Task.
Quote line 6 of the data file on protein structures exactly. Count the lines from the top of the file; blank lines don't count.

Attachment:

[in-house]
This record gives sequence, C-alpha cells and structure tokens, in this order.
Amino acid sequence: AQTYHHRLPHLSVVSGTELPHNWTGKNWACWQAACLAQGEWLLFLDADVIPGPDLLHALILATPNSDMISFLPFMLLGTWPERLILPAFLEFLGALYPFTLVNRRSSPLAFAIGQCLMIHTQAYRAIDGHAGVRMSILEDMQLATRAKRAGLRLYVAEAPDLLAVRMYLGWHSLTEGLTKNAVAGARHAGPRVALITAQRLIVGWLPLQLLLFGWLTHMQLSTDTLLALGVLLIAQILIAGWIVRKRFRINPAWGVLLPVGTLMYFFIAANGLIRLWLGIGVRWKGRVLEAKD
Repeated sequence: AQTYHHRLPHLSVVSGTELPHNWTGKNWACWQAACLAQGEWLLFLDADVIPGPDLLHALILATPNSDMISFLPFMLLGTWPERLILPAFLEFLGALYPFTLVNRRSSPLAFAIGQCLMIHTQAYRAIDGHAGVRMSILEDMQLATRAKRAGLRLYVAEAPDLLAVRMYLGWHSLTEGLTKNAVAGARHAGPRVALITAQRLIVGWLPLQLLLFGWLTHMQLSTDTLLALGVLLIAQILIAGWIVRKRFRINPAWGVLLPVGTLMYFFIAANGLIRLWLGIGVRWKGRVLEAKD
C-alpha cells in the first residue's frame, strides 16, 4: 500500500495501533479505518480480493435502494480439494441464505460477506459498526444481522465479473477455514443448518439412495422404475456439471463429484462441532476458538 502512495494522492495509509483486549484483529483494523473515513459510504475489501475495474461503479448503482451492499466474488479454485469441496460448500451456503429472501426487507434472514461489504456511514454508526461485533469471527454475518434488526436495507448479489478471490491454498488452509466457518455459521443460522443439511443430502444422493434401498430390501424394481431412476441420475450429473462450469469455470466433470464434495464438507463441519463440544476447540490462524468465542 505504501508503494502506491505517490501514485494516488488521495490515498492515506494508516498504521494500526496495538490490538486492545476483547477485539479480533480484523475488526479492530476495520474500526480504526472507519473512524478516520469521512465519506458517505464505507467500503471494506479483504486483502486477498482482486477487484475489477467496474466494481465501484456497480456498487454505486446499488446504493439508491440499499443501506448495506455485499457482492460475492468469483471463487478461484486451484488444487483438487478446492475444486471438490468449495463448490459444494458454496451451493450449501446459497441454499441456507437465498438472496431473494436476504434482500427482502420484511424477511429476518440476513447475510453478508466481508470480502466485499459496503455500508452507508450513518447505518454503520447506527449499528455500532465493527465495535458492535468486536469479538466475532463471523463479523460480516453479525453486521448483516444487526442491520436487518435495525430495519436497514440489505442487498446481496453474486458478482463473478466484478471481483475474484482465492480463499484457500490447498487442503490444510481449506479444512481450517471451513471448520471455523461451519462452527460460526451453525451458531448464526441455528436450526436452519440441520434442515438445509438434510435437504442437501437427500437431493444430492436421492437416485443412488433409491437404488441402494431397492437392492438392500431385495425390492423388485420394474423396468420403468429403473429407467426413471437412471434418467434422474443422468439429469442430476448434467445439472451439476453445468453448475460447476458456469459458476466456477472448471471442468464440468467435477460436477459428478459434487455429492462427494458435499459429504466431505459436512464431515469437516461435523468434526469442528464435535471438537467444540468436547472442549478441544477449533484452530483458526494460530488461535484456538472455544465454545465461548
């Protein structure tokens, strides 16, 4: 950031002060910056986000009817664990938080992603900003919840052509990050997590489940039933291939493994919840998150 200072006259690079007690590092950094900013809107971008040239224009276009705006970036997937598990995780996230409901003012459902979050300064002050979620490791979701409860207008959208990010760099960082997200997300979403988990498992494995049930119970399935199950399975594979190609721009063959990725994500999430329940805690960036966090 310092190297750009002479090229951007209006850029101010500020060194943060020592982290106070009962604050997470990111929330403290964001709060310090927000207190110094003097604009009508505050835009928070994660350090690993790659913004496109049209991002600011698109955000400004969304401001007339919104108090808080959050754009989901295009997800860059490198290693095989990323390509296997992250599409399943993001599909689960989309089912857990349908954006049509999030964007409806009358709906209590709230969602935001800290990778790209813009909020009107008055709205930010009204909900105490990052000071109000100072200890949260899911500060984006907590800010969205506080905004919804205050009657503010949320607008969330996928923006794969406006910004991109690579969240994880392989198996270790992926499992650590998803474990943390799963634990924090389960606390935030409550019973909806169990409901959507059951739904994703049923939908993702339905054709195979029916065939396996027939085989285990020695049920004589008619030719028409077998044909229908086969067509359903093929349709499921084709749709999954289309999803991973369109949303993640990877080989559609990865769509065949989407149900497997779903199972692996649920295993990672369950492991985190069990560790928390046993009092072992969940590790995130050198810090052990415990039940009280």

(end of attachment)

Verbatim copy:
């Protein structure tokens, strides 16, 4: 950031002060910056986000009817664990938080992603900003919840052509990050997590489940039933291939493994919840998150 200072006259690079007690590092950094900013809107971008040239224009276009705006970036997937598990995780996230409901003012459902979050300064002050979620490791979701409860207008959208990010760099960082997200997300979403988990498992494995049930119970399935199950399975594979190609721009063959990725994500999430329940805690960036966090 310092190297750009002479090229951007209006850029101010500020060194943060020592982290106070009962604050997470990111929330403290964001709060310090927000207190110094003097604009009508505050835009928070994660350090690993790659913004496109049209991002600011698109955000400004969304401001007339919104108090808080959050754009989901295009997800860059490198290693095989990323390509296997992250599409399943993001599909689960989309089912857990349908954006049509999030964007409806009358709906209590709230969602935001800290990778790209813009909020009107008055709205930010009204909900105490990052000071109000100072200890949260899911500060984006907590800010969205506080905004919804205050009657503010949320607008969330996928923006794969406006910004991109690579969240994880392989198996270790992926499992650590998803474990943390799963634990924090389960606390935030409550019973909806169990409901959507059951739904994703049923939908993702339905054709195979029916065939396996027939085989285990020695049920004589008619030719028409077998044909229908086969067509359903093929349709499921084709749709999954289309999803991973369109949303993640990877080989559609990865769509065949989407149900497997779903199972692996649920295993990672369950492991985190069990560790928390046993009092072992969940590790995130050198810090052990415990039940009280």